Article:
Regs Change Led to Crisis: Parsons

Former Citigroup chairman says financial meltdown was partly the result of the ending of Glass-Steagall.

Richard Parsons, speaking two days after ending his 16-year tenure on the board of Citigroup Inc. and a predecessor, said the financial crisis was partly caused by a regulatory change that permitted the company’s creation.

The 1999 repeal of the Glass-Steagall law that separated banks from investment banks and insurers made the business more complicated, Parsons said yesterday at a Rockefeller Foundation event in Washington. He served as chairman of Citigroup, the third-biggest U.S. bank by assets, from 2009 until handing off the role to Michael O’Neill at the April 17 annual meeting.

“To some extent what we saw in the 2007, 2008 crash was the result of the throwing off of Glass-Steagall,” Parsons, 64, said during a question-and-answer session. “Have we gotten our arms around it yet? I don’t think so because the financial-services sector moves so fast.”

The 1998 merger of Citicorp and Sanford I. Weill’s Travelers Group Inc. depended on the U.S. government overturning the portion of the Depression-era act that required banks to be separate from capital-markets businesses like Travelers’ Salomon Smith Barney Holdings Inc. Parsons, who was president of Time Warner Inc. at the time, had been a member of the Citicorp board before joining the board of the newly created Citigroup.

“Why didn’t he do something about it when he had a chance to?” Mike Mayo, an analyst at CLSA in New York who rates Citigroup shares “underperform,” said in a phone interview. “He’s a couple days out the door and he’s publicly criticizing the ability to manage the company.”

Unlike John S. Reed, the former Citicorp CEO who said in 2009 that he regretted working to overturn Glass-Steagall, Parsons said he didn’t think that the barriers can be rebuilt.

“We are going to have to figure out how to manage in this new and dynamic world because there are good and sufficient business reasons for putting these things together,” Parsons said. “It’s just that the ability to manage what we have built isn’t up to our capacity to do it yet.”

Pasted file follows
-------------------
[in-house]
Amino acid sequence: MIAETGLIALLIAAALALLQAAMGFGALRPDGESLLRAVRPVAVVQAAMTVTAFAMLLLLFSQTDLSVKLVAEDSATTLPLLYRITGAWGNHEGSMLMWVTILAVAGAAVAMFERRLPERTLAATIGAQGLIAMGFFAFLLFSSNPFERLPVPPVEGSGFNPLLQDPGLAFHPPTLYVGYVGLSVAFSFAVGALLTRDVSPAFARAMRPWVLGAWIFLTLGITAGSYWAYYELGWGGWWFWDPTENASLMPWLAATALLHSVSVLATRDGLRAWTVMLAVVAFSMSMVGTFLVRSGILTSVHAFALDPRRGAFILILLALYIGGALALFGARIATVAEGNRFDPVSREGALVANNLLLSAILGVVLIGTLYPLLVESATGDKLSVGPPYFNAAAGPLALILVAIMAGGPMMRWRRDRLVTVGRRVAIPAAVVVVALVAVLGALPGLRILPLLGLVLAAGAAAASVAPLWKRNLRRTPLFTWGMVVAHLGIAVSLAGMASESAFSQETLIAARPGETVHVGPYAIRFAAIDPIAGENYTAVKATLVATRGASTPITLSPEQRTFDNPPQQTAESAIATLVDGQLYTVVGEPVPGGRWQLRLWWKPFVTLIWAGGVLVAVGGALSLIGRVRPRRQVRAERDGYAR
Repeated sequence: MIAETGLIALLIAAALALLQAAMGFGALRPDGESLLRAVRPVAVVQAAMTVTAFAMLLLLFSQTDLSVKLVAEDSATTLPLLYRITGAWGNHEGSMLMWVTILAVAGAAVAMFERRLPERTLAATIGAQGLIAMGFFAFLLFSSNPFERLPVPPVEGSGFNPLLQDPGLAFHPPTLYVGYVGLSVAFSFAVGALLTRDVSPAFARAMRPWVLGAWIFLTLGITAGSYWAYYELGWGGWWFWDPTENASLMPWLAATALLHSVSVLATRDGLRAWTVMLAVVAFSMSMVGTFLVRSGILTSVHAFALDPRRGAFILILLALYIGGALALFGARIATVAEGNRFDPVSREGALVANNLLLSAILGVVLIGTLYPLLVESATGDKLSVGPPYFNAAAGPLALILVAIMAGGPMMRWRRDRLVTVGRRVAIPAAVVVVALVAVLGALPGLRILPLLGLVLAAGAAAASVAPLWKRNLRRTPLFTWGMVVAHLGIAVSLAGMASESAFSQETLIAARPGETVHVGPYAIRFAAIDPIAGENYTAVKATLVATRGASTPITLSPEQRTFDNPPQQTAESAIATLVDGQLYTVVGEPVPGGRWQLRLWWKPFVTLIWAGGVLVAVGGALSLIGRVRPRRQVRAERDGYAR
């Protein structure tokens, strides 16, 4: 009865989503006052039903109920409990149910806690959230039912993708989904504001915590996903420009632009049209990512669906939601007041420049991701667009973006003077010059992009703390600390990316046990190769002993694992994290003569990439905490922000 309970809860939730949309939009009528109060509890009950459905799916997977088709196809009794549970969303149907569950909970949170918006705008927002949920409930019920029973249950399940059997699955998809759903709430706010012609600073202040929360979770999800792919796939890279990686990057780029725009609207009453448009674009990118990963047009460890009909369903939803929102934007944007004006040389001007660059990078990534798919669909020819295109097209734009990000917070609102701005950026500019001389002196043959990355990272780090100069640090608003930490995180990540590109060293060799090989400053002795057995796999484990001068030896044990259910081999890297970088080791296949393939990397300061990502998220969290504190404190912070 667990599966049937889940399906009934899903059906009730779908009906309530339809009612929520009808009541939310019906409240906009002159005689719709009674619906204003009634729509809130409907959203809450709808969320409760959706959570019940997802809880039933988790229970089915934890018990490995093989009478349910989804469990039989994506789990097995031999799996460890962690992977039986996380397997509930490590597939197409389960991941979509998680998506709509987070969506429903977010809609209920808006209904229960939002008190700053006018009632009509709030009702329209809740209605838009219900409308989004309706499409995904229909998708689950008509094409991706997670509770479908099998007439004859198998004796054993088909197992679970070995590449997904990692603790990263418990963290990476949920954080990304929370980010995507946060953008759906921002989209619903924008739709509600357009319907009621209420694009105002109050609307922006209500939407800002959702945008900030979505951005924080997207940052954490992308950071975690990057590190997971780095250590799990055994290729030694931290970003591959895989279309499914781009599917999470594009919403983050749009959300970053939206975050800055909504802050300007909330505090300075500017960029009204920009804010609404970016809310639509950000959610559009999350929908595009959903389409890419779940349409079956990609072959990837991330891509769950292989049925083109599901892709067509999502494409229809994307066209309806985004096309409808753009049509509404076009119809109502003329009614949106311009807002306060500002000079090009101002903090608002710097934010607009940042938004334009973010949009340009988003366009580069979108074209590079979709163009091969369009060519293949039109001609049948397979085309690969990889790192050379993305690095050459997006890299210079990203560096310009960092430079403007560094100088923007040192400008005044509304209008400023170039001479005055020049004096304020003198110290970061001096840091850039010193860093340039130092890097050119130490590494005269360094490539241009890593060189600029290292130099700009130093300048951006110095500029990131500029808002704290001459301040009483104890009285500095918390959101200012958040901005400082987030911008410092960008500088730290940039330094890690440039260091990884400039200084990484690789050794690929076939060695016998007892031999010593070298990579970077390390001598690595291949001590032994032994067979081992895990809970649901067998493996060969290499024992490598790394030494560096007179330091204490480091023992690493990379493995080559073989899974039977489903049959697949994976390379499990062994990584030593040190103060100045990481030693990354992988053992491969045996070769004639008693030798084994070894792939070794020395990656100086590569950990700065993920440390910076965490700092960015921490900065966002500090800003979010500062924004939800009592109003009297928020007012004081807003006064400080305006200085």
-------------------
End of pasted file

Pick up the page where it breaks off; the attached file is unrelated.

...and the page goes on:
Parsons didn’t refer to Citigroup specifically during his comments and Shannon Bell, a spokeswoman for the bank in New York, declined to comment. Mayo said Parsons’ comments show he views the New York-based bank as “too big to manage.”

“This gives more support to the new chairman to take more radical action,” said Mayo, whose book “Exile on Wall Street” was critical of Parsons and the management of banks including Citigroup. “Citigroup needs to be reduced in size whether that’s breaking up or additional asset sales or whatever it takes.”

 

‘Separate Houses’

Parsons said in a phone interview after the event that it was difficult to find executives who could run retail banks and investment banks in the U.S. because the two businesses had been separated by Glass-Steagall for about 60 years.

“One of the things we faced when we tried to find new leadership for Citi, there wasn’t anybody who had deep employment experience in both sides of what theretofore had been separate houses,” he said. Chief Executive Officer Vikram Pandit is trying to change that, Parsons said. “I think if you ask Vikram he’d say probably his biggest challenge long-term is developing the management.”

Banks are growing because corporations and other clients want them to, and management must meet the challenge, he said.

“People have a sort of a notion that ‘well, we can decide that’s too big to manage,’” he said. “But it got that way because there was a market need and institutions find and follow the needs of the marketplace. So what we have to do is we have to learn how to improve our ability to manage it and manage it more effectively.”

Citigroup, which took the most government aid of any U.S. bank during the financial crisis, has lost 86 percent of its value in the past four years, twice as much as the 24-company KBW Bank Index. Most shareholders voted this week against the bank’s compensation plan, which awarded Pandit about $15 million in total pay for 2011, when the shares fell 44 percent.

Shareholders’ views shouldn’t be “given the same level of weight” as those of the board and management, Parsons said. Companies “shouldn’t make the mistake of putting them in the driver’s seat.”

 

 

Bloomberg News

 

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